I'm not sure why this should alter things greatly. Anyone selling needs to move to a different property, so any gains they make on the house they sell will be swallowed up with the one they buy.
17
02/03/2021 11:50:05 20 4
bbc
With a 10% drop in the economy, a 5% increase in house prices or more is the last thing that we need. Private sector debt already stands at 220% of GDP (more than double public sector debt). Sunak needs to get his act together.
163
02/03/2021 12:51:31 7 0
bbc
Personally I would end the furlough scheme and save a few billion. Its a waste of money for ungrateful people
14
02/03/2021 11:49:23 17 2
bbc
Why is this a surprise to anyone?
People are racing to beat the artificial deadline to avoid paying any stamp duty - so they have inflated the prices as it is currently a sleers market.
18
02/03/2021 11:50:30 2 2
bbc
Afraid that ship has sailed
19
02/03/2021 11:50:49 7 6
bbc
LOOKS LIKE LEVELLING UP IS GOING WELL ...

Life long rents for the next generation .... work until you drop in a rigged Labour market...

Our kids compete for jobs with the world and we let the politiicans get away with their GDP growth scam ...

Meanwhile say goodbye to Englands Green Space as Modern Conservatives are not conservative at all .. they are NEO Liberal Greed / Developer merchants..
145
02/03/2021 12:55:12 0 0
bbc
you can't have it both ways.....you want cheap plentiful housing, you need to free up more of that green and pleasant.! Start waving.
274
02/03/2021 15:22:29 0 0
bbc
Hopefully with the closure of FOM they won't be competing with continued millions of EU citizens for the domestic jobs anymore. Nor competing for accommodation.
8
02/03/2021 11:44:40 50 5
bbc
There will never be a housing bust unless interest rates go up signifcanty. Anyone who studies this can see its a massive bubble. How can house prices rise by 6 - 8% a year when salaries don't go up anywhere near this? Its not about supply as there are plenty of houses, just not where people want to live. If interest rates ever got back to normal house prices will fall
20
02/03/2021 11:51:31 10 2
bbc
I agree fully the Bank of England have clearly said that the main reason for house increases over the last 3 decades has not been a lack supply , but an increase in demand because interest rates on a mortgage have fallen from 15 percent in 1990 to 2 percent in 2020.
58
02/03/2021 12:09:03 4 4
bbc
Houses for most are unaffordable now. Who want to borrow 10 x there salary. As is was put if interest rates go up then most house holds are a broken fridge away from defaulting on there mortgage. Everyone is extending themselves too much to get on the housing ladder. If the bubble busts then there is a lot of people going to owe a hell of a lot of money. Hence why they wont raise Interest R
2
02/03/2021 11:39:46 8 8
bbc
Here we go again, the boom and bust scenario returns to the scene.

A real shame Mrs Thatcher sold off all the housing and prevented any further house building programmes.

This is the result today, slow house building and a renting market.
21
02/03/2021 11:51:35 5 1
bbc
And you think Blair and Brown built millions of council houses in their 13 years in office, being caring, endearing Labour PMs. Council houses were generally in a poor condition in the 80’s ( after 14 years of Wilson & Callaghan’s marxist policies ) so the obvious thing, especially with no public money available, was to sell them off and let private individuals improve them at their own cost.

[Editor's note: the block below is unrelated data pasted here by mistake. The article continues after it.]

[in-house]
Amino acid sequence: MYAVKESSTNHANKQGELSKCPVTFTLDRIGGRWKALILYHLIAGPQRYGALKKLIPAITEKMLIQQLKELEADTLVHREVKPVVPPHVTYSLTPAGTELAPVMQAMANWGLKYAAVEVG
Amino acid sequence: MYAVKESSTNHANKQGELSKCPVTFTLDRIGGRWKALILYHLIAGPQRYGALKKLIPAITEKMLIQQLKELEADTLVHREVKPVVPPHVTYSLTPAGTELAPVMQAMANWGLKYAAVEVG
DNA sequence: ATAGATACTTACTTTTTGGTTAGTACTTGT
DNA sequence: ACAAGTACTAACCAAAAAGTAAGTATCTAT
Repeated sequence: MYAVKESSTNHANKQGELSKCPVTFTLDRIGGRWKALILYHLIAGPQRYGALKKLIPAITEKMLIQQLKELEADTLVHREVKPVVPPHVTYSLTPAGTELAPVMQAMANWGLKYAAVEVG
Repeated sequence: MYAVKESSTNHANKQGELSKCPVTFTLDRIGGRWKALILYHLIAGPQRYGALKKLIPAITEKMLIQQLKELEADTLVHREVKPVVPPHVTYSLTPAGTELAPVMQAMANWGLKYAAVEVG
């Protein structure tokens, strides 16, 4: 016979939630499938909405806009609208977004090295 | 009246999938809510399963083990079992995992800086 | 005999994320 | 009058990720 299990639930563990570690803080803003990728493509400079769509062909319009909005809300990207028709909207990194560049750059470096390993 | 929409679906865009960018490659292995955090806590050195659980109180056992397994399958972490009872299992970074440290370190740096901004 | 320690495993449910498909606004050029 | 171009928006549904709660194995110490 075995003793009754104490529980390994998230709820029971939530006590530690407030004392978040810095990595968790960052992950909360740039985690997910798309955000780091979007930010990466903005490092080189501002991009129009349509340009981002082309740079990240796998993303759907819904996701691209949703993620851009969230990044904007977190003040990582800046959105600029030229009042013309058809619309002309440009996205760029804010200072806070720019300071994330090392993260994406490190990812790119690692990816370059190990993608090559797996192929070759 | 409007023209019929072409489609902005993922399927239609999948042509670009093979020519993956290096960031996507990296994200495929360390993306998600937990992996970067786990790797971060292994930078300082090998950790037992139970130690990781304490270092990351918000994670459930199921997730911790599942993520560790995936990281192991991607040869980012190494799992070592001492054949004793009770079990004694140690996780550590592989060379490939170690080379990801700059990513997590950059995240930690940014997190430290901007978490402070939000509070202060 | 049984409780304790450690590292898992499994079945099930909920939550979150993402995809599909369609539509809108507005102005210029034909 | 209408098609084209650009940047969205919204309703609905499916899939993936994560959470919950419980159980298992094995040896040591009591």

22
02/03/2021 11:51:50 6 3
bbc
Government throwing money at supporting the housing market with cheap loans and tax cuts, house builders reducing supply to boost profits, 300,000 Hong Kong Chinese due to come to the UK to boost demand. The government pulling money out of building council houses. A twisted and perverse planning system that stops building. It's not going to be a good year for young people wanting to set up home.
67
02/03/2021 12:15:43 2 2
bbc
Plain wrong, government eases planning every possible way they can directly so mates get millions from planning permission. Which is why they waste tax funds ramping up housing costs, and ram in more 'demand'.
104
02/03/2021 12:34:27 0 1
bbc
Was it ever,last 40 years,in council housing?
23
02/03/2021 11:51:54 66 5
bbc
I'm 61 and have given up calling out the inflated housing market. We've seen it so many times before, with prognostications of a collapse that never happens. The reason for this is that housing is seen as crucial to the health of the economy and so governments bend over backwards using public money to inflate it. Don't agree with it but I can't see it changing.
65
02/03/2021 12:13:21 12 24
bbc
Actually gives do it to hand millions to mates. It is the ‘gentlemanly' way corruption is done here. Their mates sell food growing land for development millions. Millionaires overnight for absolutely nothing.

Even if you think building on green fields morally acceptable, it is not, simply making a law that permitted use can only change while in state ownership would do the ‘economy' things still.
210
02/03/2021 14:03:23 1 0
bbc
Nothing to do with a population growth rate since Yr2000 running at fives times that of the 70's and 80's then?

Or nothing to do with historically low interest rates making good monthly affordability?
311
02/03/2021 17:10:18 1 0
bbc
Collapse that never happens? Where were you in 2007? My house lost half it's value almost overnight
24
02/03/2021 11:52:06 24 4
bbc
The trend to move from the over hyped New York style apartments to something with outside space is a big motivator for those locked up in their boxes for months
53
02/03/2021 12:06:21 17 1
bbc
Another factor is that while some have struggled in the last 12 months others have been compelled to save, there's been nothing to spend your money on.

Clearly some have taken the opportunity to build a deposit.
5
02/03/2021 11:41:58 44 17
bbc
The graph must be wrong didn't house prices tank when we left the EU?
25
02/03/2021 11:52:10 26 12
bbc
LOL how true.

Don't forget the "promise" of the shortage of sandwiches too. https://www.bbc.co.uk/news/business-44960293